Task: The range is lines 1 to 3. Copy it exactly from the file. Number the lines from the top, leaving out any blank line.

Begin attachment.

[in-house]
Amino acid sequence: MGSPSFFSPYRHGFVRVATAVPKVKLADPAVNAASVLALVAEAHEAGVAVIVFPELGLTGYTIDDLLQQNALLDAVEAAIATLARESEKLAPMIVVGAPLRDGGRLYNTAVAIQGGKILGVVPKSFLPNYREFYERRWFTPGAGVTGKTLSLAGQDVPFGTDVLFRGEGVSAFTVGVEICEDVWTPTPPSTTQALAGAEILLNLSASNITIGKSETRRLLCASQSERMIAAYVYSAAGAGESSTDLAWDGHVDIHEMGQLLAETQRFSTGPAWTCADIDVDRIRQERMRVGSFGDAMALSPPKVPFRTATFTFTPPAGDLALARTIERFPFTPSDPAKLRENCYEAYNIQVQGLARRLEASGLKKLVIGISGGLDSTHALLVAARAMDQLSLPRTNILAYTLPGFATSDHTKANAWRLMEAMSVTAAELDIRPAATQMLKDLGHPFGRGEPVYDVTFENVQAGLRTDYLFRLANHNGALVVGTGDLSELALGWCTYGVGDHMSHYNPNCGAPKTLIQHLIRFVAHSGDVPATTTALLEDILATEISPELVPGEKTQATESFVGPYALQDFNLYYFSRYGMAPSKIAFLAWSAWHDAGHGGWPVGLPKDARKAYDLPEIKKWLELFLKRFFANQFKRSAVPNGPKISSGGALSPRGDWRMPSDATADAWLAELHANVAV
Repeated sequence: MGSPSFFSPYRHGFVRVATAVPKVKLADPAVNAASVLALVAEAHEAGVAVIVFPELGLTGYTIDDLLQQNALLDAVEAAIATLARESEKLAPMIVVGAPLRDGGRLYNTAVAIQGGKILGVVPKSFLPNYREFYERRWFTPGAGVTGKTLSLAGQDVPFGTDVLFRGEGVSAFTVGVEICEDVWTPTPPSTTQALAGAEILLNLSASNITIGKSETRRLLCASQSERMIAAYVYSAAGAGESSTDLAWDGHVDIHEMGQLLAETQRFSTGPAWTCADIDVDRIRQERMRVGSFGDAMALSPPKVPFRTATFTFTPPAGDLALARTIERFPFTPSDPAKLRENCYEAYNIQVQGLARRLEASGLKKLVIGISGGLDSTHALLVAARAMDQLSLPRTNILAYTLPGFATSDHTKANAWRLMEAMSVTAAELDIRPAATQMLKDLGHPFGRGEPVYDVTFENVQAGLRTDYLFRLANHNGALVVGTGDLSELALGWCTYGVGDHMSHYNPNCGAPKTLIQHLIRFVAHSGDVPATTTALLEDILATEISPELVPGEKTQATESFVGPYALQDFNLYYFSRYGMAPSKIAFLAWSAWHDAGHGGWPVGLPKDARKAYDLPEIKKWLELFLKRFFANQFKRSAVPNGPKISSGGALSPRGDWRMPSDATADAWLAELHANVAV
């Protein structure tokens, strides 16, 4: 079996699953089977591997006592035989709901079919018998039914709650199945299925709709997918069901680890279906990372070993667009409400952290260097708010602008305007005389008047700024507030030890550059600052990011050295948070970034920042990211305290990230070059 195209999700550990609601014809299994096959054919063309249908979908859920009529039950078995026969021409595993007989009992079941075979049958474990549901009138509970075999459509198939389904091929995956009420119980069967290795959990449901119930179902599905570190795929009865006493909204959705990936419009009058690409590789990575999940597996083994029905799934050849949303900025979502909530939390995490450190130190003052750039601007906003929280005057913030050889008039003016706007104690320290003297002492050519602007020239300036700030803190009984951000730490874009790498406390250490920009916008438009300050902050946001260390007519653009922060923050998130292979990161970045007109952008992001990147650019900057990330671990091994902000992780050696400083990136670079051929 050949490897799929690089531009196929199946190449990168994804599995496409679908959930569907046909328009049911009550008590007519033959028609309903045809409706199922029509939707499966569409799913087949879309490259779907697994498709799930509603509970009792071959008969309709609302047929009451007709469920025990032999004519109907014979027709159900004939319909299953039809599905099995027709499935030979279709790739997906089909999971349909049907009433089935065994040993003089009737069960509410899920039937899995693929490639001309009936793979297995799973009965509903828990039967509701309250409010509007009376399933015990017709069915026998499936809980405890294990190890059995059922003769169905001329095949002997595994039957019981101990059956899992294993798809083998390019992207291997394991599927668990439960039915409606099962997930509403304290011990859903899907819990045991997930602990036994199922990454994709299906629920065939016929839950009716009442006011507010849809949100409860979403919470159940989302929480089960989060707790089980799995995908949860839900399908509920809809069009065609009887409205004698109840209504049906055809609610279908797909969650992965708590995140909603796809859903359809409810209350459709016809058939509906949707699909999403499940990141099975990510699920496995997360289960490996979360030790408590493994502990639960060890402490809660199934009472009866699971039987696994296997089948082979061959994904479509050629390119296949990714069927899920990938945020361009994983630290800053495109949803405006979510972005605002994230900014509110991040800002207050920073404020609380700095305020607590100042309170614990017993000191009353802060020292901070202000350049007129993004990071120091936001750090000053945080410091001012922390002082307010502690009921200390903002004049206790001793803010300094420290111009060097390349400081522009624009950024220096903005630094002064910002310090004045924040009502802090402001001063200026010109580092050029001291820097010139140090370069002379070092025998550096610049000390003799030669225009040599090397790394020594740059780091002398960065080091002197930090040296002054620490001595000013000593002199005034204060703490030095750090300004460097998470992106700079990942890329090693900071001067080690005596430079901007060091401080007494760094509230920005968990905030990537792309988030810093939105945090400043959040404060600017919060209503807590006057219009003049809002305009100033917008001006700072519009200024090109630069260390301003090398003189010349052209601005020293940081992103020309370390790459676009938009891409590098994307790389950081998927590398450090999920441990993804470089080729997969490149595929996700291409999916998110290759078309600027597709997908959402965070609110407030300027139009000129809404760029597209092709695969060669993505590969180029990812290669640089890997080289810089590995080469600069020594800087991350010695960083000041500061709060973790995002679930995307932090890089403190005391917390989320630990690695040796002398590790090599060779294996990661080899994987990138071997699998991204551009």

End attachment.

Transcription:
[in-house]
Amino acid sequence: MGSPSFFSPYRHGFVRVATAVPKVKLADPAVNAASVLALVAEAHEAGVAVIVFPELGLTGYTIDDLLQQNALLDAVEAAIATLARESEKLAPMIVVGAPLRDGGRLYNTAVAIQGGKILGVVPKSFLPNYREFYERRWFTPGAGVTGKTLSLAGQDVPFGTDVLFRGEGVSAFTVGVEICEDVWTPTPPSTTQALAGAEILLNLSASNITIGKSETRRLLCASQSERMIAAYVYSAAGAGESSTDLAWDGHVDIHEMGQLLAETQRFSTGPAWTCADIDVDRIRQERMRVGSFGDAMALSPPKVPFRTATFTFTPPAGDLALARTIERFPFTPSDPAKLRENCYEAYNIQVQGLARRLEASGLKKLVIGISGGLDSTHALLVAARAMDQLSLPRTNILAYTLPGFATSDHTKANAWRLMEAMSVTAAELDIRPAATQMLKDLGHPFGRGEPVYDVTFENVQAGLRTDYLFRLANHNGALVVGTGDLSELALGWCTYGVGDHMSHYNPNCGAPKTLIQHLIRFVAHSGDVPATTTALLEDILATEISPELVPGEKTQATESFVGPYALQDFNLYYFSRYGMAPSKIAFLAWSAWHDAGHGGWPVGLPKDARKAYDLPEIKKWLELFLKRFFANQFKRSAVPNGPKISSGGALSPRGDWRMPSDATADAWLAELHANVAV
Repeated sequence: MGSPSFFSPYRHGFVRVATAVPKVKLADPAVNAASVLALVAEAHEAGVAVIVFPELGLTGYTIDDLLQQNALLDAVEAAIATLARESEKLAPMIVVGAPLRDGGRLYNTAVAIQGGKILGVVPKSFLPNYREFYERRWFTPGAGVTGKTLSLAGQDVPFGTDVLFRGEGVSAFTVGVEICEDVWTPTPPSTTQALAGAEILLNLSASNITIGKSETRRLLCASQSERMIAAYVYSAAGAGESSTDLAWDGHVDIHEMGQLLAETQRFSTGPAWTCADIDVDRIRQERMRVGSFGDAMALSPPKVPFRTATFTFTPPAGDLALARTIERFPFTPSDPAKLRENCYEAYNIQVQGLARRLEASGLKKLVIGISGGLDSTHALLVAARAMDQLSLPRTNILAYTLPGFATSDHTKANAWRLMEAMSVTAAELDIRPAATQMLKDLGHPFGRGEPVYDVTFENVQAGLRTDYLFRLANHNGALVVGTGDLSELALGWCTYGVGDHMSHYNPNCGAPKTLIQHLIRFVAHSGDVPATTTALLEDILATEISPELVPGEKTQATESFVGPYALQDFNLYYFSRYGMAPSKIAFLAWSAWHDAGHGGWPVGLPKDARKAYDLPEIKKWLELFLKRFFANQFKRSAVPNGPKISSGGALSPRGDWRMPSDATADAWLAELHANVAV